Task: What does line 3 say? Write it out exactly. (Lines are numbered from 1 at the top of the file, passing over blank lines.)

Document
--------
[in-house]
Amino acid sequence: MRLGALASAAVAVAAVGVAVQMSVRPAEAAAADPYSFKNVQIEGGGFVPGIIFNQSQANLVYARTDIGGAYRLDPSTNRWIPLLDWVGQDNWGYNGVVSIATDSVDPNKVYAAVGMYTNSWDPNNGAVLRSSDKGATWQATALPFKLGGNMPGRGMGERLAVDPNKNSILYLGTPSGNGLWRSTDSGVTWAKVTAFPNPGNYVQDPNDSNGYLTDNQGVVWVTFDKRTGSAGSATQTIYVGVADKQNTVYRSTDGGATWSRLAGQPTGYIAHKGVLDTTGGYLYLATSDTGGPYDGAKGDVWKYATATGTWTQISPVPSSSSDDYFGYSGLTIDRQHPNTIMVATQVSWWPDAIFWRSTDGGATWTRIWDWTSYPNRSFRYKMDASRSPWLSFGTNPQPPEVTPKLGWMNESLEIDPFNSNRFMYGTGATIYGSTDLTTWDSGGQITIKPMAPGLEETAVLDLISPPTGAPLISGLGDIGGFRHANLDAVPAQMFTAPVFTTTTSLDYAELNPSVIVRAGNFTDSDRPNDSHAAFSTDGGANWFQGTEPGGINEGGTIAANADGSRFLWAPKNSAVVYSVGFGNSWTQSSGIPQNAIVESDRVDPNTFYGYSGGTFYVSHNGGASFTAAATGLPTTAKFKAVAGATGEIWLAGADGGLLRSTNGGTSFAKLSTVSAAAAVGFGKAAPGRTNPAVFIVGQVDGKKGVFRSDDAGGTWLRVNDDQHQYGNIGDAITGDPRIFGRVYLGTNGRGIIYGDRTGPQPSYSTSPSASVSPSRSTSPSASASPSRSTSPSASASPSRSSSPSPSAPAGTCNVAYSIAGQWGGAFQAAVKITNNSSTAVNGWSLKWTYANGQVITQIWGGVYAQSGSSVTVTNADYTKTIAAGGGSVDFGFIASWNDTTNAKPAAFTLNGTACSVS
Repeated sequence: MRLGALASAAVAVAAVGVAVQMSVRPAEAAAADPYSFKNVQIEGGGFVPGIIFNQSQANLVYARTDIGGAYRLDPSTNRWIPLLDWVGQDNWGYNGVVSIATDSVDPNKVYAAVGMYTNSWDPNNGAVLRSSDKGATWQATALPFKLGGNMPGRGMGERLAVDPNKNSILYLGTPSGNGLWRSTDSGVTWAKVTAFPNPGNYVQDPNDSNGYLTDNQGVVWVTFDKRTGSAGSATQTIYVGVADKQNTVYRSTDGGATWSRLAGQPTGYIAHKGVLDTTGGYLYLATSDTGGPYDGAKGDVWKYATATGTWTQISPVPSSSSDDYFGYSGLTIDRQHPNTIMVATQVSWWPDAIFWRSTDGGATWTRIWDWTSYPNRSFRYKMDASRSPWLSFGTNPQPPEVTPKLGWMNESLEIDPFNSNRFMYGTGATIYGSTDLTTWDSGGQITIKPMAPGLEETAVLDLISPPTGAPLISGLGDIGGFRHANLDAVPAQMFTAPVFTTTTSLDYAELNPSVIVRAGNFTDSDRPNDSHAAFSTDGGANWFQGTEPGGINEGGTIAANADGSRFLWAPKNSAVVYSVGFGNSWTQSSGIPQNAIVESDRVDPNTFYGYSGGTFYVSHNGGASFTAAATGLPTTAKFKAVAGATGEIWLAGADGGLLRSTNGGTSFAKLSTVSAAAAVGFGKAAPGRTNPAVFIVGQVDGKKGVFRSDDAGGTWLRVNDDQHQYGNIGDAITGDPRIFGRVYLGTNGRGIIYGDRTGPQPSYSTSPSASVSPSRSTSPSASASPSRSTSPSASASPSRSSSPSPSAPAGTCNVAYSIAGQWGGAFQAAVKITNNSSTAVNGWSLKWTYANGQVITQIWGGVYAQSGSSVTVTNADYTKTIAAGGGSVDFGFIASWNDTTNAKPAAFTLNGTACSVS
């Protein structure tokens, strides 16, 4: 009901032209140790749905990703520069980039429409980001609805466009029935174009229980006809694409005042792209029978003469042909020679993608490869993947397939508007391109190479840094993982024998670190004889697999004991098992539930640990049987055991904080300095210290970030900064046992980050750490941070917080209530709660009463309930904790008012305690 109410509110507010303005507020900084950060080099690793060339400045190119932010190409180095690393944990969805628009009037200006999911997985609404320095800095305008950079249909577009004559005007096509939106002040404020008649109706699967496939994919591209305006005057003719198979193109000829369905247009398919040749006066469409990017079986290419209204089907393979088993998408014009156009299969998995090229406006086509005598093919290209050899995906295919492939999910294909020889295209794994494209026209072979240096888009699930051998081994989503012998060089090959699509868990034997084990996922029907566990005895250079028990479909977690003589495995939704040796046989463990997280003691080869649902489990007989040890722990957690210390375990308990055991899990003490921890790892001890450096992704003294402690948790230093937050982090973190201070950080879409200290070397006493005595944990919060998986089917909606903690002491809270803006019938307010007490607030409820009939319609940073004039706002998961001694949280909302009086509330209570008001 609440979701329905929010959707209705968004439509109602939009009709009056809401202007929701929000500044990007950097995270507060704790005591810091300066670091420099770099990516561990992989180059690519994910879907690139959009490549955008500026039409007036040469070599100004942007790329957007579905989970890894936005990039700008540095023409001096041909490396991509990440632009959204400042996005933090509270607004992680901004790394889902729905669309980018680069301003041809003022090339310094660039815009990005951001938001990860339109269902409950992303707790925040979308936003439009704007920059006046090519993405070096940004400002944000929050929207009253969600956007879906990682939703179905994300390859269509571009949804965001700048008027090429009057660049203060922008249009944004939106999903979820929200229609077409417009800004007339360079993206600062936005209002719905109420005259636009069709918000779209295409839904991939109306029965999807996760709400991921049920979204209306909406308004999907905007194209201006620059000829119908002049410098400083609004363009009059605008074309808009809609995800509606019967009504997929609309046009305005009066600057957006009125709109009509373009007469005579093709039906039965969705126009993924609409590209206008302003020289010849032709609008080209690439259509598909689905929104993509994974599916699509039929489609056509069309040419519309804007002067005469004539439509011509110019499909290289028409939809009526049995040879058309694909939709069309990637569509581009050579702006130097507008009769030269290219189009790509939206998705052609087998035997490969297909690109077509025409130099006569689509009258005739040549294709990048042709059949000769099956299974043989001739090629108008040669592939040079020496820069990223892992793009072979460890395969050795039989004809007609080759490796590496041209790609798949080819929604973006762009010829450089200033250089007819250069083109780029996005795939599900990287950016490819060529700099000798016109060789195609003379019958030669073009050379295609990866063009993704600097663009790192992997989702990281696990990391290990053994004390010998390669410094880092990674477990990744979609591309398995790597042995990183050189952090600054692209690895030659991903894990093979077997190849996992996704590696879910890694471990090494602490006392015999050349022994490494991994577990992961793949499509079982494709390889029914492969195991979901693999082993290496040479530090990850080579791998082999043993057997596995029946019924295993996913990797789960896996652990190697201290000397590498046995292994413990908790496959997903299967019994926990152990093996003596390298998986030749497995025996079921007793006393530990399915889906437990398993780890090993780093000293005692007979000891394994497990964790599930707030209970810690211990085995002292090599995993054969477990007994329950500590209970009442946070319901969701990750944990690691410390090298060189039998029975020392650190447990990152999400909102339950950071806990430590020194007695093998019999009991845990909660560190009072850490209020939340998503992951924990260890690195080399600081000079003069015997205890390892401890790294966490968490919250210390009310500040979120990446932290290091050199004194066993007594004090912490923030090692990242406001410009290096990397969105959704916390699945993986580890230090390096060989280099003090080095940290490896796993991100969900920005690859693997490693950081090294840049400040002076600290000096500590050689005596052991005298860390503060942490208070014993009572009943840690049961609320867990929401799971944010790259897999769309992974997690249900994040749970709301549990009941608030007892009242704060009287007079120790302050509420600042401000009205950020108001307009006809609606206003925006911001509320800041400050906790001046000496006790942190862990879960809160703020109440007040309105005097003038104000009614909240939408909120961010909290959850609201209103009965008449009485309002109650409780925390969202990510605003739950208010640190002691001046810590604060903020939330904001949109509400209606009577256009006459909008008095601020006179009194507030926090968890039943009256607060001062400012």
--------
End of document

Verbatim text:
Repeated sequence: MRLGALASAAVAVAAVGVAVQMSVRPAEAAAADPYSFKNVQIEGGGFVPGIIFNQSQANLVYARTDIGGAYRLDPSTNRWIPLLDWVGQDNWGYNGVVSIATDSVDPNKVYAAVGMYTNSWDPNNGAVLRSSDKGATWQATALPFKLGGNMPGRGMGERLAVDPNKNSILYLGTPSGNGLWRSTDSGVTWAKVTAFPNPGNYVQDPNDSNGYLTDNQGVVWVTFDKRTGSAGSATQTIYVGVADKQNTVYRSTDGGATWSRLAGQPTGYIAHKGVLDTTGGYLYLATSDTGGPYDGAKGDVWKYATATGTWTQISPVPSSSSDDYFGYSGLTIDRQHPNTIMVATQVSWWPDAIFWRSTDGGATWTRIWDWTSYPNRSFRYKMDASRSPWLSFGTNPQPPEVTPKLGWMNESLEIDPFNSNRFMYGTGATIYGSTDLTTWDSGGQITIKPMAPGLEETAVLDLISPPTGAPLISGLGDIGGFRHANLDAVPAQMFTAPVFTTTTSLDYAELNPSVIVRAGNFTDSDRPNDSHAAFSTDGGANWFQGTEPGGINEGGTIAANADGSRFLWAPKNSAVVYSVGFGNSWTQSSGIPQNAIVESDRVDPNTFYGYSGGTFYVSHNGGASFTAAATGLPTTAKFKAVAGATGEIWLAGADGGLLRSTNGGTSFAKLSTVSAAAAVGFGKAAPGRTNPAVFIVGQVDGKKGVFRSDDAGGTWLRVNDDQHQYGNIGDAITGDPRIFGRVYLGTNGRGIIYGDRTGPQPSYSTSPSASVSPSRSTSPSASASPSRSTSPSASASPSRSSSPSPSAPAGTCNVAYSIAGQWGGAFQAAVKITNNSSTAVNGWSLKWTYANGQVITQIWGGVYAQSGSSVTVTNADYTKTIAAGGGSVDFGFIASWNDTTNAKPAAFTLNGTACSVS